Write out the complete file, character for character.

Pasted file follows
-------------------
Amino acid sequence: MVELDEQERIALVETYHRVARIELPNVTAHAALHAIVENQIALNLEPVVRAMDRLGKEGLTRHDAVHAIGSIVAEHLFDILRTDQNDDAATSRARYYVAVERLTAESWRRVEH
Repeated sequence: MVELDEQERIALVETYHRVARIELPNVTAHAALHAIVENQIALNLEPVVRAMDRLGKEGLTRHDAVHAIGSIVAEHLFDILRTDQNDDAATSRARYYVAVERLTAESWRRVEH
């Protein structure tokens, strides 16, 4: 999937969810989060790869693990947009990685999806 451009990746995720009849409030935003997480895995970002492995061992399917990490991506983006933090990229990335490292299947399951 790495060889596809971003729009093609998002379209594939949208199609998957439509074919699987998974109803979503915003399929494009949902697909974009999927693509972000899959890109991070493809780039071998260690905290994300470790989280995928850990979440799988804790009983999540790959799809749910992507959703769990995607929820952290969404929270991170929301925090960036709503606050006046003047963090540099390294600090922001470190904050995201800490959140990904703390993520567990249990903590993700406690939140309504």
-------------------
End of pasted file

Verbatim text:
Amino acid sequence: MVELDEQERIALVETYHRVARIELPNVTAHAALHAIVENQIALNLEPVVRAMDRLGKEGLTRHDAVHAIGSIVAEHLFDILRTDQNDDAATSRARYYVAVERLTAESWRRVEH
Repeated sequence: MVELDEQERIALVETYHRVARIELPNVTAHAALHAIVENQIALNLEPVVRAMDRLGKEGLTRHDAVHAIGSIVAEHLFDILRTDQNDDAATSRARYYVAVERLTAESWRRVEH
């Protein structure tokens, strides 16, 4: 999937969810989060790869693990947009990685999806 451009990746995720009849409030935003997480895995970002492995061992399917990490991506983006933090990229990335490292299947399951 790495060889596809971003729009093609998002379209594939949208199609998957439509074919699987998974109803979503915003399929494009949902697909974009999927693509972000899959890109991070493809780039071998260690905290994300470790989280995928850990979440799988804790009983999540790959799809749910992507959703769990995607929820952290969404929270991170929301925090960036709503606050006046003047963090540099390294600090922001470190904050995201800490959140990904703390993520567990249990903590993700406690939140309504």